But in the deal reached Wednesday with Council President Darrell L. Clarke, the bill's supporters, including its primary sponsor, Councilwoman Maria Quiñones Sánchez, had to give in to some of Clarke's demands for more councilmanic sign-offs in the process of converting vacant land.
"There are so many other things to be worked out," Quiñones Sánchez said. "While this isn't my preference . . . it's not the be-all, end-all."
On Thursday, amendments will be introduced that would add and delete key language in the bill, introduced in Council in October to establish a uniform system for acquiring and disposing of the more than 9,000 city-owned vacant properties. The land bank would also be able to acquire the thousands of vacant tax-delinquent properties and use them, along with the city-owned vacant lots, to assemble large parcels for redevelopment.
The deal includes:
Keeping the Vacant Property Review Committee (VPRC), a 40-year-old Council advisory panel that holds monthly hearings on land transfers, as part of the approval process when the land bank sells a property.
Requiring that any lien discharges by the land bank be approved by the city finance director.
Stating that an annual strategic plan for the bank, including any efforts to acquire tax-delinquent land, must get Council's OK each year.
Having Council sign off on the land bank's spending decisions.
Council is expected to approve the amendments Thursday, setting the stage for the bill's final passage at the chamber's last scheduled meeting of the year, next Thursday.
Mayor Nutter "has been very interested in the notion of a land bank from very early on, predating any introduction of any legislation," spokesman Mark McDonald said Wednesday, adding that he had not seen the latest amendments. "We're hopeful parties will work out a reasonable, streamlined system."
A disagreement between Clarke and Quiñones Sánchez over his insistence on including the VPRC and other Council hurdles in the land bank process stalled the bill in recent weeks.
Clarke's version would legislate more Council input throughout the land-disposition process, while Quiñones Sánchez and other land bank supporters wanted fewer steps involving Council.
On Tuesday, Clarke's special assistant, Donna J. Bullock, sent an e-mail, a copy of which was obtained by The Inquirer, to some community leaders. "The proposed legislation delegates a massive amount of power to the Land Bank Board without any checks and balances," the e-mail read, arguing against taking the VPRC out of the equation.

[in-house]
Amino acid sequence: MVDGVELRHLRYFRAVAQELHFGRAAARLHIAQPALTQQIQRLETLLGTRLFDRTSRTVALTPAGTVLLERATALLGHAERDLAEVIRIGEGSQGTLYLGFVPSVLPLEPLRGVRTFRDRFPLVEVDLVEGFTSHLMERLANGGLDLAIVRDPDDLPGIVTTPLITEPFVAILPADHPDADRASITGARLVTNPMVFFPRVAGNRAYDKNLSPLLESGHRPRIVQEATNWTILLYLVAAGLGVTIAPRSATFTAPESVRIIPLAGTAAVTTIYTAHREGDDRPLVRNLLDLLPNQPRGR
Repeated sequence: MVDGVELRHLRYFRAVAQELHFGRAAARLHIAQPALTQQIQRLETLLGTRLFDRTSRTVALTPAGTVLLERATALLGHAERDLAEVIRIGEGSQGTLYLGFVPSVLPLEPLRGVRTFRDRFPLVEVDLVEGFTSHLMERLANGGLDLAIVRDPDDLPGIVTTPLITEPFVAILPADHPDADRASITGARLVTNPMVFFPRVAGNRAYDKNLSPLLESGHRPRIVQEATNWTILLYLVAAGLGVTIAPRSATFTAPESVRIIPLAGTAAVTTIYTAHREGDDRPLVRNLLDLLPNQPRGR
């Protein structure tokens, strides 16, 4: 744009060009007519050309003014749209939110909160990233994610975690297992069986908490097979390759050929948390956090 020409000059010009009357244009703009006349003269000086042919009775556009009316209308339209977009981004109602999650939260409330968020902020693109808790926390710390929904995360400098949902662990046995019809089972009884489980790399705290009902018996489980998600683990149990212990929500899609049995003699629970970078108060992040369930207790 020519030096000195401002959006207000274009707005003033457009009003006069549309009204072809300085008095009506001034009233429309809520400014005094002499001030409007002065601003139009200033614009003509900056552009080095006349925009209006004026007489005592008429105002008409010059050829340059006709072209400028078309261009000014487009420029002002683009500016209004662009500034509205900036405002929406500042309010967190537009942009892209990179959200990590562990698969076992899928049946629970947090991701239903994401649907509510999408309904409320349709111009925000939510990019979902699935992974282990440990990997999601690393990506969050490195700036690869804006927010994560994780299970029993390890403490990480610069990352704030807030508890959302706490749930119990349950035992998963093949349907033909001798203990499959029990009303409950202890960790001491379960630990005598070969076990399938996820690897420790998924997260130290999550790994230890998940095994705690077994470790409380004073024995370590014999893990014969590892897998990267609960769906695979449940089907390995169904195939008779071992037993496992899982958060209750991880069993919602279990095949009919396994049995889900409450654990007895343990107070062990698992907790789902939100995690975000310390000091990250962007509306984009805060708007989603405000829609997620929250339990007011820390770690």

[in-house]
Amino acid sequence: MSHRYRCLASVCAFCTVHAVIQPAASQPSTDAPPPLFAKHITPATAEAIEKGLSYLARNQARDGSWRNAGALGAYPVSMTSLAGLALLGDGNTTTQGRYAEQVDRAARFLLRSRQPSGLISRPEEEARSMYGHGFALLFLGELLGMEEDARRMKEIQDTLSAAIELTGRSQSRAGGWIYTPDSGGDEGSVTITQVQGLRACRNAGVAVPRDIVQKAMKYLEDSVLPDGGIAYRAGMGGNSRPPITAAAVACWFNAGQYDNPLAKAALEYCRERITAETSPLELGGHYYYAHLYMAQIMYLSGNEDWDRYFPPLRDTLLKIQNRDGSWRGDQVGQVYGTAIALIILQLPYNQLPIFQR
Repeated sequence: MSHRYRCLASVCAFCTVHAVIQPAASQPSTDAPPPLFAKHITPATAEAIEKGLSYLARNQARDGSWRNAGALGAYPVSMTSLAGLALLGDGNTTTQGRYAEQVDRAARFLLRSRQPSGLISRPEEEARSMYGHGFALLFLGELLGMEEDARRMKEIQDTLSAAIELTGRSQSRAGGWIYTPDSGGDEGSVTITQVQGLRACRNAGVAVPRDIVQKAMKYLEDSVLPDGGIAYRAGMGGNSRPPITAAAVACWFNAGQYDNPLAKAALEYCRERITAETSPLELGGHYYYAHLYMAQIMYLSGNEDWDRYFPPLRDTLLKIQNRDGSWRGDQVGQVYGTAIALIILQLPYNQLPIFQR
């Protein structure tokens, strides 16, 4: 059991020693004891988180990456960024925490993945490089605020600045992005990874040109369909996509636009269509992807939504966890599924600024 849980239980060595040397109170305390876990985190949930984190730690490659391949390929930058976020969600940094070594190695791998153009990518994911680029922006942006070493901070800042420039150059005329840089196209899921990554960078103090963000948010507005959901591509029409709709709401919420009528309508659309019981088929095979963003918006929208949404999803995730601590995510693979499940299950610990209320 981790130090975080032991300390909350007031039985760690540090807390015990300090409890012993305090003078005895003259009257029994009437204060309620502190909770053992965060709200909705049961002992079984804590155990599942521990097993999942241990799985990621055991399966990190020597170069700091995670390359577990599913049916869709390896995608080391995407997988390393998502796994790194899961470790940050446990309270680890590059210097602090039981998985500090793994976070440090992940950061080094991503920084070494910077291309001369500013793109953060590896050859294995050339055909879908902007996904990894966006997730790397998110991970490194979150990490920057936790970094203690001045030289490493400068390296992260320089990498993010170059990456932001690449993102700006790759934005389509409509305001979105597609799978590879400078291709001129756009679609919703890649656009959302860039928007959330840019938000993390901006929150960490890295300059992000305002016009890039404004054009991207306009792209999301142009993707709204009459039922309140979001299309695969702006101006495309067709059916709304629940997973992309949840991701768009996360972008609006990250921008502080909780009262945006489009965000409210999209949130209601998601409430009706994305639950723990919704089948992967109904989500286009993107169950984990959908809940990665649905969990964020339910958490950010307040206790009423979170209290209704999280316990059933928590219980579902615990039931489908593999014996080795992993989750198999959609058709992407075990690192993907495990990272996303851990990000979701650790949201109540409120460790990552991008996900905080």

Bullock is Clarke's designee on the VPRC board, according to a list provided by the city. The VPRC does not list its members or agendas online. That is expected to change with the land bank bill.
The trade-off for keeping the VPRC in the bill was adding transparency to the workings of that committee, said Rick Sauer, executive director of the Philadelphia Association of Community Development Corporations and a land bank supporter.
"We realized to get this done, we had to compromise," Sauer said, adding that Clarke pushed his VPRC point by saying an open forum was needed to discuss all land bank projects. "There were other ways it could've been addressed, but that [VPRC] was important to the Council president."
Clarke backed down from his call for requiring written consent from district Council members for each parcel the land bank acquires. In the amended version, councilmanic approval for land acquisitions will come via the strategic plan that needs Council's annual OK, said the chamber's lawyer, John Christmas.
If amendments to the bill are not introduced Thursday, it would have to wait until the Council's spring term - when supporters fear it will get lost in the budget hearings and the school funding crisis.
Anne Fadullon, vice president of the Building Industry Association of Philadelphia, said, "We were all in the mood to compromise, and we all sort of got some and we gave some, and we got land bank and that's what we wanted."
"It's a historic moment," Quiñones Sánchez said late Wednesday, noting that she had worked on the effort for six years. "The legislation is the first part of what will be a long process."